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Thursday, August 19, 2010

The Past & The Present

I am German. I was born decades after World War II. I grew up around the world, which early on gave me an idea of what most people thought of Germans. Being taunted with unflattering names by other kids was one way I found out, another clear message came via movies and television. From the terrorists in Die Hard to the kidnappers in The Big Lebowski the bad guys were always German.
This changed after 9/11. Not completely (how many times the war was evoke when analyzing German soccer this summer, I stopped counting), but mostly.
Now every Muslim is suspect.
But let's get back to my ethnicity. I am German, which means that I was educated about the Holocaust and World War II starting in elementary school. Germany history is not something that Germans (nor should we) can escape.
So when I hear suggestions of seizing 45-51 Park Place I become alarmed.

3 comments:

maja said...

Growing up, I was brought up to love and respect everyone except for Germans and priests. Then I moved to NYC and my first high school friend was a German - you. My second a Muslim. In the Balkan was, half of my people killed tons of Muslims. Hatred towards nations and religions are a product of our fears and feelings of inferiority. We should learn to think for our selves and not tap into the collective paranoia - that's where the damage starts in all countries and religions. To an atheist being Muslim, Jewish, Christian is the same thing - another way to control our thoughts, money and to tell us what we should believe in. Believe in respect for each other.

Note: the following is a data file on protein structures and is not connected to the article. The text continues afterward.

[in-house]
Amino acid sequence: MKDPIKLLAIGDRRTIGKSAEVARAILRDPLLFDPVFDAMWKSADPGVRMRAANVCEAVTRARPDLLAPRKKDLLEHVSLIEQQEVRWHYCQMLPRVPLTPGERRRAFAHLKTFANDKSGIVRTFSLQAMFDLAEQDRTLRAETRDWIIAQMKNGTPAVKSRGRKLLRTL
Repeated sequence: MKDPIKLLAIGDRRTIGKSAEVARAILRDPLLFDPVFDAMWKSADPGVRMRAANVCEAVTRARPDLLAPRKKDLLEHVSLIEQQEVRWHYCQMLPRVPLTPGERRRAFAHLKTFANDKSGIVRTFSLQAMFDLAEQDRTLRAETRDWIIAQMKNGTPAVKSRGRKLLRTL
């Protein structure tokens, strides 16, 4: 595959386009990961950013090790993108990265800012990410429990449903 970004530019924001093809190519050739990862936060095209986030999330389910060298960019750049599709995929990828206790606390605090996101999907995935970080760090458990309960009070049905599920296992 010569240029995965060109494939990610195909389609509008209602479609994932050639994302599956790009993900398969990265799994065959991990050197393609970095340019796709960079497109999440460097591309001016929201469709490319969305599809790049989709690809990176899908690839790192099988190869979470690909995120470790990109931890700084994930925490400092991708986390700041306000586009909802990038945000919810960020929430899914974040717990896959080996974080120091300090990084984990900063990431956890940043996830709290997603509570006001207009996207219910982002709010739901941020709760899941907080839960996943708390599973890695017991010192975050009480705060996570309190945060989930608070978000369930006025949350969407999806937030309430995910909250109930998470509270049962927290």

- maja

nina said...

Hi Maja! I often think if everyone could go to a school like UNIS, where you meet people from everywhere, the world would be a better place.

Rona Chang said...

I was listening to the "Shouting Across the Divide" episode of This American Life and thinking about the proposed mosque downtown. It's a sad political fight that is sending out a negative and sad message.
http://www.thisamericanlife.org/radio-archives/episode/322/Shouting-Across-the-Divide